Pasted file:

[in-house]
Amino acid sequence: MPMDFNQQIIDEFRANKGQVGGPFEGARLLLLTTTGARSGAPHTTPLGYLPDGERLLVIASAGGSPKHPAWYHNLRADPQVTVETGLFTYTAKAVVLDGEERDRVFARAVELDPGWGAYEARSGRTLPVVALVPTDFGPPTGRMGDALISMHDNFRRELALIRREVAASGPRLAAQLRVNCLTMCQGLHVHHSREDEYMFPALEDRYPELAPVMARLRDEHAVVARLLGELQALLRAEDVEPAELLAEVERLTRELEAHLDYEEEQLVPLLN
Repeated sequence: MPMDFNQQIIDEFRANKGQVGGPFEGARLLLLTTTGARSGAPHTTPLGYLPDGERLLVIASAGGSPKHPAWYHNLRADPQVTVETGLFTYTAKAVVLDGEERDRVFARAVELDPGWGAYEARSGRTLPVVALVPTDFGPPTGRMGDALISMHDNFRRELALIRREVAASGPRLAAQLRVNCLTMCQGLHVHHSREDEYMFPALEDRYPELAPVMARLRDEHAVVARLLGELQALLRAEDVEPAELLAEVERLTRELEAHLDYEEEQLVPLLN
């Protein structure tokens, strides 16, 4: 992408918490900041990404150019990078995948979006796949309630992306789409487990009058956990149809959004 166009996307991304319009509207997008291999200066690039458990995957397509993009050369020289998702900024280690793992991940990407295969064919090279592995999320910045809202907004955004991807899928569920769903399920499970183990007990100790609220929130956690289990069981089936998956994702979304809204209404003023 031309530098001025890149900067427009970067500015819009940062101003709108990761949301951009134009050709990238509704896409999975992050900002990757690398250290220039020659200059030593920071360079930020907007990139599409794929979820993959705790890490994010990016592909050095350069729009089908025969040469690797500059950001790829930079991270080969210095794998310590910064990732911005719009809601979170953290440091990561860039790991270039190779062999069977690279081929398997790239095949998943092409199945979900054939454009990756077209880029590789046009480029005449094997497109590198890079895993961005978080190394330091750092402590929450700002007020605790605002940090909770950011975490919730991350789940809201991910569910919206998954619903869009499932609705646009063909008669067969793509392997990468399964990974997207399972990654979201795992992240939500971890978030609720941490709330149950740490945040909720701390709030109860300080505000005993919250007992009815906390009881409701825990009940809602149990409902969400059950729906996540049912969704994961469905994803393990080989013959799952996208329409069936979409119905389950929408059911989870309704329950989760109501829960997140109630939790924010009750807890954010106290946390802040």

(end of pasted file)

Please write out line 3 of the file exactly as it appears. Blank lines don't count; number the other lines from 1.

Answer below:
Repeated sequence: MPMDFNQQIIDEFRANKGQVGGPFEGARLLLLTTTGARSGAPHTTPLGYLPDGERLLVIASAGGSPKHPAWYHNLRADPQVTVETGLFTYTAKAVVLDGEERDRVFARAVELDPGWGAYEARSGRTLPVVALVPTDFGPPTGRMGDALISMHDNFRRELALIRREVAASGPRLAAQLRVNCLTMCQGLHVHHSREDEYMFPALEDRYPELAPVMARLRDEHAVVARLLGELQALLRAEDVEPAELLAEVERLTRELEAHLDYEEEQLVPLLN